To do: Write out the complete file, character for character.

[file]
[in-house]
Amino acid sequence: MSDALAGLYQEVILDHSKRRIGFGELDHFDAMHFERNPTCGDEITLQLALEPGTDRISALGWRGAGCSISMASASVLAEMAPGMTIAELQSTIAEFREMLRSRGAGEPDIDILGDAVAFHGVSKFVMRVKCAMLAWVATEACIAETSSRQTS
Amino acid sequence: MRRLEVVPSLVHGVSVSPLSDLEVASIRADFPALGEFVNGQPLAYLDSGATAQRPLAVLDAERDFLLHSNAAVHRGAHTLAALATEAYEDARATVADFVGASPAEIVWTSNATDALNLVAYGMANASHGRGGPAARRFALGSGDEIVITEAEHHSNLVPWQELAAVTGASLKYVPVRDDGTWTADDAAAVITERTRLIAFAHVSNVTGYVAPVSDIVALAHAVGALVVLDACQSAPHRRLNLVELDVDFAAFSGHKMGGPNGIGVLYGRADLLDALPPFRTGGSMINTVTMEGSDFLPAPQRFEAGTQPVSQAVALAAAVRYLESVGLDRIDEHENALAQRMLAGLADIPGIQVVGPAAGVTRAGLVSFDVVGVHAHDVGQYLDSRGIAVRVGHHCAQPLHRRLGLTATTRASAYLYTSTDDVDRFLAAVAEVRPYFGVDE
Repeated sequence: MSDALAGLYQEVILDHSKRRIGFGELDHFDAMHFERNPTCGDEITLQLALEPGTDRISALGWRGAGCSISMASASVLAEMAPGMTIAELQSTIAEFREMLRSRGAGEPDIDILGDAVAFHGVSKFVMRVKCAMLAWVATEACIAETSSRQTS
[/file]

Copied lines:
[in-house]
Amino acid sequence: MSDALAGLYQEVILDHSKRRIGFGELDHFDAMHFERNPTCGDEITLQLALEPGTDRISALGWRGAGCSISMASASVLAEMAPGMTIAELQSTIAEFREMLRSRGAGEPDIDILGDAVAFHGVSKFVMRVKCAMLAWVATEACIAETSSRQTS
Amino acid sequence: MRRLEVVPSLVHGVSVSPLSDLEVASIRADFPALGEFVNGQPLAYLDSGATAQRPLAVLDAERDFLLHSNAAVHRGAHTLAALATEAYEDARATVADFVGASPAEIVWTSNATDALNLVAYGMANASHGRGGPAARRFALGSGDEIVITEAEHHSNLVPWQELAAVTGASLKYVPVRDDGTWTADDAAAVITERTRLIAFAHVSNVTGYVAPVSDIVALAHAVGALVVLDACQSAPHRRLNLVELDVDFAAFSGHKMGGPNGIGVLYGRADLLDALPPFRTGGSMINTVTMEGSDFLPAPQRFEAGTQPVSQAVALAAAVRYLESVGLDRIDEHENALAQRMLAGLADIPGIQVVGPAAGVTRAGLVSFDVVGVHAHDVGQYLDSRGIAVRVGHHCAQPLHRRLGLTATTRASAYLYTSTDDVDRFLAAVAEVRPYFGVDE
Repeated sequence: MSDALAGLYQEVILDHSKRRIGFGELDHFDAMHFERNPTCGDEITLQLALEPGTDRISALGWRGAGCSISMASASVLAEMAPGMTIAELQSTIAEFREMLRSRGAGEPDIDILGDAVAFHGVSKFVMRVKCAMLAWVATEACIAETSSRQTS